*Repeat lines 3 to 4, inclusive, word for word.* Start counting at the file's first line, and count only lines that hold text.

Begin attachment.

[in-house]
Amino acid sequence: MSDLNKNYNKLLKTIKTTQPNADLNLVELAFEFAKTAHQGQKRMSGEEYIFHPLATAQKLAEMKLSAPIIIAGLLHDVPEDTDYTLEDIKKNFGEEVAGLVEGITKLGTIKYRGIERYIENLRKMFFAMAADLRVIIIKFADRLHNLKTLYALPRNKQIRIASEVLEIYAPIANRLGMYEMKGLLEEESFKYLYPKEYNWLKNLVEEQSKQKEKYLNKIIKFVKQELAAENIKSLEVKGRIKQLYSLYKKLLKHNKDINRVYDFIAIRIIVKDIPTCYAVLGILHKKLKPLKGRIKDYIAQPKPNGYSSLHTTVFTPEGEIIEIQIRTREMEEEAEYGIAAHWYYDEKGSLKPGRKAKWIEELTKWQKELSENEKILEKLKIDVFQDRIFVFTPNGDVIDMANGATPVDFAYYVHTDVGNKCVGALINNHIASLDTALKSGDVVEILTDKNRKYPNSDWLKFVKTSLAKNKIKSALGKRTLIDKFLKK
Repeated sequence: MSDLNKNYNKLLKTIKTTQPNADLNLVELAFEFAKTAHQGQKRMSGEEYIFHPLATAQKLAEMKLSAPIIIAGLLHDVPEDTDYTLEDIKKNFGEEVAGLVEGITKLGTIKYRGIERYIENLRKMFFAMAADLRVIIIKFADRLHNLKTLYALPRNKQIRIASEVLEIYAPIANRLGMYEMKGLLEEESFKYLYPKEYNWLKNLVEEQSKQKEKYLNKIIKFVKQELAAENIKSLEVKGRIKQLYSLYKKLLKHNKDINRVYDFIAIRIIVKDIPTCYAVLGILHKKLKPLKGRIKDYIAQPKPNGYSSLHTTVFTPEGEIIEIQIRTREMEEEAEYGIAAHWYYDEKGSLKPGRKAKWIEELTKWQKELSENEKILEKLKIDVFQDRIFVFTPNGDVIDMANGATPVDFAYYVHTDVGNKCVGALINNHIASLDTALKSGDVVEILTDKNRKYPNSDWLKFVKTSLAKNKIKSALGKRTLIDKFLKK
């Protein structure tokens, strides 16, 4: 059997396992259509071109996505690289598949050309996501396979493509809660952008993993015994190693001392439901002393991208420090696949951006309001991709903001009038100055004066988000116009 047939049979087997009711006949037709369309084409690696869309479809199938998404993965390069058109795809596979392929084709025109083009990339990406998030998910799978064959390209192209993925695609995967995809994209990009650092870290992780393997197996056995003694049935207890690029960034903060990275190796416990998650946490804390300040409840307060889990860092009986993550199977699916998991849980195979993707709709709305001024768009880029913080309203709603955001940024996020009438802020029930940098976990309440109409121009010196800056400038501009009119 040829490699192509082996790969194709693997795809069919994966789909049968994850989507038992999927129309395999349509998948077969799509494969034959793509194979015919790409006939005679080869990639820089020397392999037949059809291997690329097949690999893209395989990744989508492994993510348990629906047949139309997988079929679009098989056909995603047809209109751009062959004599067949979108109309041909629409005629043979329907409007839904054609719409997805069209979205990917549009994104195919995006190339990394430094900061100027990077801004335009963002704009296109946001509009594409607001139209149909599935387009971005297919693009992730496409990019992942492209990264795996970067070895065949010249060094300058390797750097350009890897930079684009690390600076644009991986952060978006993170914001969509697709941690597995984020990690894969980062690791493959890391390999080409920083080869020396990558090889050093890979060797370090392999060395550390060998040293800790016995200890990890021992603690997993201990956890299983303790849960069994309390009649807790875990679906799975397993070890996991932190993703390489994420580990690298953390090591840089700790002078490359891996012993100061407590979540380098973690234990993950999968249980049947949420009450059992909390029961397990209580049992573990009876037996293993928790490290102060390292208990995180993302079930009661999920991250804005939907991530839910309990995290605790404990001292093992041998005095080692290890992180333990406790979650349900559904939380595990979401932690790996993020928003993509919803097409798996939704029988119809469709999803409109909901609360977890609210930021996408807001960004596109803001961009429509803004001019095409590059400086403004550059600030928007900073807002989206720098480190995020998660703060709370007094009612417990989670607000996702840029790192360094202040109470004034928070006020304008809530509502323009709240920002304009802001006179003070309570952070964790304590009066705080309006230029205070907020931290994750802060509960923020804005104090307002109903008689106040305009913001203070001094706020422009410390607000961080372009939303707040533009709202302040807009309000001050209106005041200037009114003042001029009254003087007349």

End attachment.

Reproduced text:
Repeated sequence: MSDLNKNYNKLLKTIKTTQPNADLNLVELAFEFAKTAHQGQKRMSGEEYIFHPLATAQKLAEMKLSAPIIIAGLLHDVPEDTDYTLEDIKKNFGEEVAGLVEGITKLGTIKYRGIERYIENLRKMFFAMAADLRVIIIKFADRLHNLKTLYALPRNKQIRIASEVLEIYAPIANRLGMYEMKGLLEEESFKYLYPKEYNWLKNLVEEQSKQKEKYLNKIIKFVKQELAAENIKSLEVKGRIKQLYSLYKKLLKHNKDINRVYDFIAIRIIVKDIPTCYAVLGILHKKLKPLKGRIKDYIAQPKPNGYSSLHTTVFTPEGEIIEIQIRTREMEEEAEYGIAAHWYYDEKGSLKPGRKAKWIEELTKWQKELSENEKILEKLKIDVFQDRIFVFTPNGDVIDMANGATPVDFAYYVHTDVGNKCVGALINNHIASLDTALKSGDVVEILTDKNRKYPNSDWLKFVKTSLAKNKIKSALGKRTLIDKFLKK
């Protein structure tokens, strides 16, 4: 059997396992259509071109996505690289598949050309996501396979493509809660952008993993015994190693001392439901002393991208420090696949951006309001991709903001009038100055004066988000116009 047939049979087997009711006949037709369309084409690696869309479809199938998404993965390069058109795809596979392929084709025109083009990339990406998030998910799978064959390209192209993925695609995967995809994209990009650092870290992780393997197996056995003694049935207890690029960034903060990275190796416990998650946490804390300040409840307060889990860092009986993550199977699916998991849980195979993707709709709305001024768009880029913080309203709603955001940024996020009438802020029930940098976990309440109409121009010196800056400038501009009119 040829490699192509082996790969194709693997795809069919994966789909049968994850989507038992999927129309395999349509998948077969799509494969034959793509194979015919790409006939005679080869990639820089020397392999037949059809291997690329097949690999893209395989990744989508492994993510348990629906047949139309997988079929679009098989056909995603047809209109751009062959004599067949979108109309041909629409005629043979329907409007839904054609719409997805069209979205990917549009994104195919995006190339990394430094900061100027990077801004335009963002704009296109946001509009594409607001139209149909599935387009971005297919693009992730496409990019992942492209990264795996970067070895065949010249060094300058390797750097350009890897930079684009690390600076644009991986952060978006993170914001969509697709941690597995984020990690894969980062690791493959890391390999080409920083080869020396990558090889050093890979060797370090392999060395550390060998040293800790016995200890990890021992603690997993201990956890299983303790849960069994309390009649807790875990679906799975397993070890996991932190993703390489994420580990690298953390090591840089700790002078490359891996012993100061407590979540380098973690234990993950999968249980049947949420009450059992909390029961397990209580049992573990009876037996293993928790490290102060390292208990995180993302079930009661999920991250804005939907991530839910309990995290605790404990001292093992041998005095080692290890992180333990406790979650349900559904939380595990979401932690790996993020928003993509919803097409798996939704029988119809469709999803409109909901609360977890609210930021996408807001960004596109803001961009429509803004001019095409590059400086403004550059600030928007900073807002989206720098480190995020998660703060709370007094009612417990989670607000996702840029790192360094202040109470004034928070006020304008809530509502323009709240920002304009802001006179003070309570952070964790304590009066705080309006230029205070907020931290994750802060509960923020804005104090307002109903008689106040305009913001203070001094706020422009410390607000961080372009939303707040533009709202302040807009309000001050209106005041200037009114003042001029009254003087007349």